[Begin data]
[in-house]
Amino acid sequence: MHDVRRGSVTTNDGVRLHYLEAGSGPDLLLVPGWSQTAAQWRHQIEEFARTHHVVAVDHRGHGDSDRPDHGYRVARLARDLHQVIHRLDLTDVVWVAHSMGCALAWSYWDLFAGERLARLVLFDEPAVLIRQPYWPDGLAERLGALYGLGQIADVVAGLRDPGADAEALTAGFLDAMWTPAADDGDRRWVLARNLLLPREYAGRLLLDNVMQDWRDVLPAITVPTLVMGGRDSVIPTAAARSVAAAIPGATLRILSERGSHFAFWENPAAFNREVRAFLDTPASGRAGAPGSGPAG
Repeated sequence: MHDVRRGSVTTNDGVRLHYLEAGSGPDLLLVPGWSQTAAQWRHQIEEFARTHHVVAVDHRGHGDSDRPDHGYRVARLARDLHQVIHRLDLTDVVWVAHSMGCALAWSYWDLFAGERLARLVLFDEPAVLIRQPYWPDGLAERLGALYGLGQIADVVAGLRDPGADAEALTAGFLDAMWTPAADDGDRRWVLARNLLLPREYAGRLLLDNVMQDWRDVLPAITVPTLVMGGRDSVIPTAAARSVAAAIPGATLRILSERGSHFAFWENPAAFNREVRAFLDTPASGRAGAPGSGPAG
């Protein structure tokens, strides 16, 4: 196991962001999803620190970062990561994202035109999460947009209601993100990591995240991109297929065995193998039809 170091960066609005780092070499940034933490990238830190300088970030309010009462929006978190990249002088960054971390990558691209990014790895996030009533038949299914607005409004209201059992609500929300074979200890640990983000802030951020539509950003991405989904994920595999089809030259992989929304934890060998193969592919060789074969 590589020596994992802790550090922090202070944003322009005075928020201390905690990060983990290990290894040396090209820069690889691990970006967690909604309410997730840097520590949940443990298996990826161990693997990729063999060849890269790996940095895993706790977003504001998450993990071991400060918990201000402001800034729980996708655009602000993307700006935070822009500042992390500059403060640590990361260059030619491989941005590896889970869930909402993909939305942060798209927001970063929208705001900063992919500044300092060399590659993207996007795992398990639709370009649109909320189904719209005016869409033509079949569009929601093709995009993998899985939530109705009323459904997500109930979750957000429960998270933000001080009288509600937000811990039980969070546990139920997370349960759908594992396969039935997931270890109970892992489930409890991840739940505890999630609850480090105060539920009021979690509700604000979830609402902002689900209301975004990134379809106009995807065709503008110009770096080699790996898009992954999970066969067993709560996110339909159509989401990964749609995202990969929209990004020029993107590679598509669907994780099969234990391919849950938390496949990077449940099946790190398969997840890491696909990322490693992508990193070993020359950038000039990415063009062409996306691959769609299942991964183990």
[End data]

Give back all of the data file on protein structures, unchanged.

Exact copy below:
[in-house]
Amino acid sequence: MHDVRRGSVTTNDGVRLHYLEAGSGPDLLLVPGWSQTAAQWRHQIEEFARTHHVVAVDHRGHGDSDRPDHGYRVARLARDLHQVIHRLDLTDVVWVAHSMGCALAWSYWDLFAGERLARLVLFDEPAVLIRQPYWPDGLAERLGALYGLGQIADVVAGLRDPGADAEALTAGFLDAMWTPAADDGDRRWVLARNLLLPREYAGRLLLDNVMQDWRDVLPAITVPTLVMGGRDSVIPTAAARSVAAAIPGATLRILSERGSHFAFWENPAAFNREVRAFLDTPASGRAGAPGSGPAG
Repeated sequence: MHDVRRGSVTTNDGVRLHYLEAGSGPDLLLVPGWSQTAAQWRHQIEEFARTHHVVAVDHRGHGDSDRPDHGYRVARLARDLHQVIHRLDLTDVVWVAHSMGCALAWSYWDLFAGERLARLVLFDEPAVLIRQPYWPDGLAERLGALYGLGQIADVVAGLRDPGADAEALTAGFLDAMWTPAADDGDRRWVLARNLLLPREYAGRLLLDNVMQDWRDVLPAITVPTLVMGGRDSVIPTAAARSVAAAIPGATLRILSERGSHFAFWENPAAFNREVRAFLDTPASGRAGAPGSGPAG
């Protein structure tokens, strides 16, 4: 196991962001999803620190970062990561994202035109999460947009209601993100990591995240991109297929065995193998039809 170091960066609005780092070499940034933490990238830190300088970030309010009462929006978190990249002088960054971390990558691209990014790895996030009533038949299914607005409004209201059992609500929300074979200890640990983000802030951020539509950003991405989904994920595999089809030259992989929304934890060998193969592919060789074969 590589020596994992802790550090922090202070944003322009005075928020201390905690990060983990290990290894040396090209820069690889691990970006967690909604309410997730840097520590949940443990298996990826161990693997990729063999060849890269790996940095895993706790977003504001998450993990071991400060918990201000402001800034729980996708655009602000993307700006935070822009500042992390500059403060640590990361260059030619491989941005590896889970869930909402993909939305942060798209927001970063929208705001900063992919500044300092060399590659993207996007795992398990639709370009649109909320189904719209005016869409033509079949569009929601093709995009993998899985939530109705009323459904997500109930979750957000429960998270933000001080009288509600937000811990039980969070546990139920997370349960759908594992396969039935997931270890109970892992489930409890991840739940505890999630609850480090105060539920009021979690509700604000979830609402902002689900209301975004990134379809106009995807065709503008110009770096080699790996898009992954999970066969067993709560996110339909159509989401990964749609995202990969929209990004020029993107590679598509669907994780099969234990391919849950938390496949990077449940099946790190398969997840890491696909990322490693992508990193070993020359950038000039990415063009062409996306691959769609299942991964183990």